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We’ve been talking a lot about how the pandemic, although devastating, has uncovered countless opportunities to improve our lives and our businesses for the better. To say it’s been eye-opening is an understatement.
We know that live events are forever changed — looking back we can see many things we took for granted and assumed would never change. But here we are.
The time to redesign our approach is now. It’s an opportunity to redefine live, both in place and time.
But what does live really mean? And how will it exist in our new reality?
To answer these questions and explore future opportunities, we gathered some of today’s most creative minds for a series of enlightening roundtable discussions. These visionary thinkers come from a variety of backgrounds, from the creative agency world to immersive art, Imagineering to education, with a shared interest in and enthusiasm for the medium of live.
Freeman’s chief creative officer Bruce Mau kicked off the series by discussing the here-and-now aspect of live. He mentioned how the crisis has changed countless aspects of events, but the power of live — connecting with others in-person and digitally — remains steadfast.
So what makes live so powerful?
Bruce pointed out that live is a real-time experience. It’s happening now. There’s something special and also a little edgy about those moments — no editing, no do-overs. Live is authentic.
In the old days, we often overlooked the potential to design experiences with that real-time potential in mind. Planning events is a frenetic process with endless moving parts, so it made sense to focus on designing the space to attract and accommodate crowds. But since those shoulder-to-shoulder days are over for now, we have a chance to step back and rethink our approach.
We need to focus on live as a time-based medium, no matter where it lives. By better designing that shared time, we propel the desired outcome. Consider Disneyland (how it used to be anyway) and how each moment, even standing in a long line, is designed for optimal joy and wonder. “Guests” (Imagineering speak for “visitors”) leave delighted and fulfilled, which means they’ll likely return again and again.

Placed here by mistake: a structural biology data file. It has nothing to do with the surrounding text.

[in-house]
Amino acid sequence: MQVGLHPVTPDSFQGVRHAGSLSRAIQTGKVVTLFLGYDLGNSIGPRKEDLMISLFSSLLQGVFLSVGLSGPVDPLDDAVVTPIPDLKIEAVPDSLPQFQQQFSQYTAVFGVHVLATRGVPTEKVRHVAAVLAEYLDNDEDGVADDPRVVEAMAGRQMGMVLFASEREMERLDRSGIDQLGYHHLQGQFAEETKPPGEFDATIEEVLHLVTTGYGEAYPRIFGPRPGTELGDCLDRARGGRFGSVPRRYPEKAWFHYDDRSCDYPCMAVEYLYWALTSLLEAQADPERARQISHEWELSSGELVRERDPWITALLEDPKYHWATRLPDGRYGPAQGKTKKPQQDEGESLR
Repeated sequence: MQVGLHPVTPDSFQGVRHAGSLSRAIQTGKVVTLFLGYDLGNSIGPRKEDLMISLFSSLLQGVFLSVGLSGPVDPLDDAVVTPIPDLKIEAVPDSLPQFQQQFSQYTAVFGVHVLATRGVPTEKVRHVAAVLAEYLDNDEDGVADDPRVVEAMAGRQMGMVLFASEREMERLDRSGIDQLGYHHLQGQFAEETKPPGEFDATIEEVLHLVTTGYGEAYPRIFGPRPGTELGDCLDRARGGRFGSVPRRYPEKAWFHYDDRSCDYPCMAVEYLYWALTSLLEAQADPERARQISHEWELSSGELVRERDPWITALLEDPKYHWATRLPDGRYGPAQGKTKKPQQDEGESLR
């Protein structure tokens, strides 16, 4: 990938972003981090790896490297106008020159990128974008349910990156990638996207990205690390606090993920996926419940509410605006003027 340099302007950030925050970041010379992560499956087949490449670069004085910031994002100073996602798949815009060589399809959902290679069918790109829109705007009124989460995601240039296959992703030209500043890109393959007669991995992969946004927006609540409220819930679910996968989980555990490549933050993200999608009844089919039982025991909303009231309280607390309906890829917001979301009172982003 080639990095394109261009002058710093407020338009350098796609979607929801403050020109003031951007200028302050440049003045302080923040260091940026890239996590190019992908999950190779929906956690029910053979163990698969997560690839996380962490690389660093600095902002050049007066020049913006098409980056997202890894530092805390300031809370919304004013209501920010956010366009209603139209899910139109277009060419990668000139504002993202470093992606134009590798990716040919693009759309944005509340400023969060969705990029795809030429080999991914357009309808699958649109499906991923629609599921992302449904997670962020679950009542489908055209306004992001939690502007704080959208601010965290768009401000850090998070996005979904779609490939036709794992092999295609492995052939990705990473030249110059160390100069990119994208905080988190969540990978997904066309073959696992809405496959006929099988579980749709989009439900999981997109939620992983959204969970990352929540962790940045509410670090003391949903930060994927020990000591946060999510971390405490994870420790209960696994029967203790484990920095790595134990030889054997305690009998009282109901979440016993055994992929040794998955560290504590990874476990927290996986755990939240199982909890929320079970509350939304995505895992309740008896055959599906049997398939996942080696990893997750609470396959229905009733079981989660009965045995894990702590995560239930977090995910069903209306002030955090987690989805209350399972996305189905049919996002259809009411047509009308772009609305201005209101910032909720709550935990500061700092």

We are master planners and producers, but we’ve been focusing on the place — and square footage — instead of the moments. Moving forward we need to produce the best possible time for the highest value.
That means designing every moment of the experience, whether in person or online, to be both enjoyable and valuable.
We initially leaned into digital events and convening digitally to keep meaningful connections going, but we’ve learned that its limitless scope goes far beyond a one-off approach. Our ongoing research has revealed what works, what doesn’t, and why. The findings also reveal the shift to digital is more important than ever and will continue to be an integral part of tomorrow’s integrated events.
Taking a step back we can see that meeting face-to-face offers depth. It's a real-time connection in the same room. And now that we’ve been doing more online experiences, it’s clear that digital offers reach — not only gathering people from around the world, but continuing the connection year-round.
Together, depth and reach form the new medium of live going forward. The version of live that is now is evolving to an integrated mix of face-to-face and digital experiences that elevate year-round engagement, global reach, and meaningful value.
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